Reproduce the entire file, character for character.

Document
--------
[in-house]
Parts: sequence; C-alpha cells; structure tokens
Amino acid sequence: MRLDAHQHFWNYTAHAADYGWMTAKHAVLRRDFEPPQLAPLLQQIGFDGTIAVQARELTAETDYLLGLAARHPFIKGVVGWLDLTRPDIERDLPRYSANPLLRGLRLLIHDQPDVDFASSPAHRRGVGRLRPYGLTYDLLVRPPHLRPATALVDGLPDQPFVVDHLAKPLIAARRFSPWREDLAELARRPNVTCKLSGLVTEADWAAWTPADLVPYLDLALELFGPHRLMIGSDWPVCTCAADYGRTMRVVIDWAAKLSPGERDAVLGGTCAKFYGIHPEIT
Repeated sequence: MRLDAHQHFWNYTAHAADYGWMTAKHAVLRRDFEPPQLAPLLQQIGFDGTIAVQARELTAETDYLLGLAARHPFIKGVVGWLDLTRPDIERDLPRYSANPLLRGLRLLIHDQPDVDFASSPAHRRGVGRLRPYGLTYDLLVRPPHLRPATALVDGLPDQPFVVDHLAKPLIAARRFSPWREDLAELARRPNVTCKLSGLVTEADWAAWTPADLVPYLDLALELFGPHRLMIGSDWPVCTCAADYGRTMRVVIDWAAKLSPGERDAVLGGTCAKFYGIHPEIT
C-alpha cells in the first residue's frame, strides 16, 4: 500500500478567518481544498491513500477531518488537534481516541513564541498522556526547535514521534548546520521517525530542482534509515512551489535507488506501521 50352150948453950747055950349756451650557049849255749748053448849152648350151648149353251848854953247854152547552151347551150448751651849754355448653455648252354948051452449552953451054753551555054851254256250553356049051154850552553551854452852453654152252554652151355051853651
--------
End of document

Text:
[in-house]
Parts: sequence; C-alpha cells; structure tokens
Amino acid sequence: MRLDAHQHFWNYTAHAADYGWMTAKHAVLRRDFEPPQLAPLLQQIGFDGTIAVQARELTAETDYLLGLAARHPFIKGVVGWLDLTRPDIERDLPRYSANPLLRGLRLLIHDQPDVDFASSPAHRRGVGRLRPYGLTYDLLVRPPHLRPATALVDGLPDQPFVVDHLAKPLIAARRFSPWREDLAELARRPNVTCKLSGLVTEADWAAWTPADLVPYLDLALELFGPHRLMIGSDWPVCTCAADYGRTMRVVIDWAAKLSPGERDAVLGGTCAKFYGIHPEIT
Repeated sequence: MRLDAHQHFWNYTAHAADYGWMTAKHAVLRRDFEPPQLAPLLQQIGFDGTIAVQARELTAETDYLLGLAARHPFIKGVVGWLDLTRPDIERDLPRYSANPLLRGLRLLIHDQPDVDFASSPAHRRGVGRLRPYGLTYDLLVRPPHLRPATALVDGLPDQPFVVDHLAKPLIAARRFSPWREDLAELARRPNVTCKLSGLVTEADWAAWTPADLVPYLDLALELFGPHRLMIGSDWPVCTCAADYGRTMRVVIDWAAKLSPGERDAVLGGTCAKFYGIHPEIT
C-alpha cells in the first residue's frame, strides 16, 4: 500500500478567518481544498491513500477531518488537534481516541513564541498522556526547535514521534548546520521517525530542482534509515512551489535507488506501521 50352150948453950747055950349756451650557049849255749748053448849152648350151648149353251848854953247854152547552151347551150448751651849754355448653455648252354948051452449552953451054753551555054851254256250553356049051154850552553551854452852453654152252554652151355051853651